Author: René Stulz

Date: Fall 2013

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How Much for a Haircut? Illiquidity, Secondary Markets and the Value of Private Equity

Abstract: Limited partners (LPs) of private equity funds commit to invest with extreme levels of illiquidity and significant uncertainty regarding the timing of capital flows. Secondary markets have emerged which alleviate some of the associated cost. This paper develops a subjective valuation model incorporating these institutional features. Model-implied breakeven returns are close to empirically observed average fund returns for moderately risk tolerant LPs with private equity allocations up to 40%. Likewise, optimal portfolio allocations for these LPs are similar to those observed in practice. More risk averse LPs optimally place little, but not zero, weight on private equity.

Author: Berk A. Sensoy, Nicholas P. B. Bollen

Date: March 2, 2016

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The Use of Multiple Risk Management Strategies: Evidence from the Natural Gas Industry

Abstract: Starting in 1978 and continuing throughout the 1980s, natural gas pipelines faced a series of regulatory changes, including price deregulation, which changed their exposures to price and quantity risk. We exploit this unique environment and examine cross-sectional and time-series patterns in the use of multiple risk management strategies by pipeline companies. Natural gas pipelines use a combination of such strategies, including gas storage, cash holdings, line-of-business and geographic diversification, and commodity derivatives to hedge their increasing risks. Gas storage shows a complementary relation to holding cash and using derivatives to mitigate these risks. However, differences in the financial characteristics of derivatives hedgers and storage hedgers suggest that firms use derivatives to manage price risk and store gas to manage volume risk. Derivatives hedgers are similar to firms that diversify. In addition, firms that engage in hedging activities have smaller and less variable sensitivities to price changes than firms that do not, especially post-deregulation.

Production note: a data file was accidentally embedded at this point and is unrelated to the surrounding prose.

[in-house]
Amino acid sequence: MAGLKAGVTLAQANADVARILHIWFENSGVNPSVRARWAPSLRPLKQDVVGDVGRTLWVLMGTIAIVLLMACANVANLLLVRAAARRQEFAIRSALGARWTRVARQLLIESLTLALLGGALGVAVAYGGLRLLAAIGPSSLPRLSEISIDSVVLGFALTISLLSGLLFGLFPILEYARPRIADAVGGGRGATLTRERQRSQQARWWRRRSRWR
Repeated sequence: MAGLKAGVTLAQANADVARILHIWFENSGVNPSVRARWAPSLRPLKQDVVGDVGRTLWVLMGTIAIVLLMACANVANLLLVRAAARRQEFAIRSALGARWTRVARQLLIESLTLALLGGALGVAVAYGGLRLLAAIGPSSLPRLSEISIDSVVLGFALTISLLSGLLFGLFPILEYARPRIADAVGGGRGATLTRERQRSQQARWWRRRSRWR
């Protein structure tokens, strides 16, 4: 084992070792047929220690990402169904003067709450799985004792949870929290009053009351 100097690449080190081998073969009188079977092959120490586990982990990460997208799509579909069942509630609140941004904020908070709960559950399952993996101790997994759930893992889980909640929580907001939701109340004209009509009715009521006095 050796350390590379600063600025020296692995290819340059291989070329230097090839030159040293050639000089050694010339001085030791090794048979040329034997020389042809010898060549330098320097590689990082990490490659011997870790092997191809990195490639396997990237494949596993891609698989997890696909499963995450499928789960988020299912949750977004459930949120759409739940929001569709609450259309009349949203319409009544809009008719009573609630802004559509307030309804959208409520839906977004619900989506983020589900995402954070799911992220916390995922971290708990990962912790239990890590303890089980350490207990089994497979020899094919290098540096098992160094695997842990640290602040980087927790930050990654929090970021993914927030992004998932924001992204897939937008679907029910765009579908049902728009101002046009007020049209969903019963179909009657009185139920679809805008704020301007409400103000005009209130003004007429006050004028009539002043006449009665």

Author: Christopher C. Géczy, Benadette A. Minton, Catherine Schrand

Date: May 11, 2006

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Financial Expertise of the Board, Risk Taking, and Performance: Evidence from Bank Holding Companies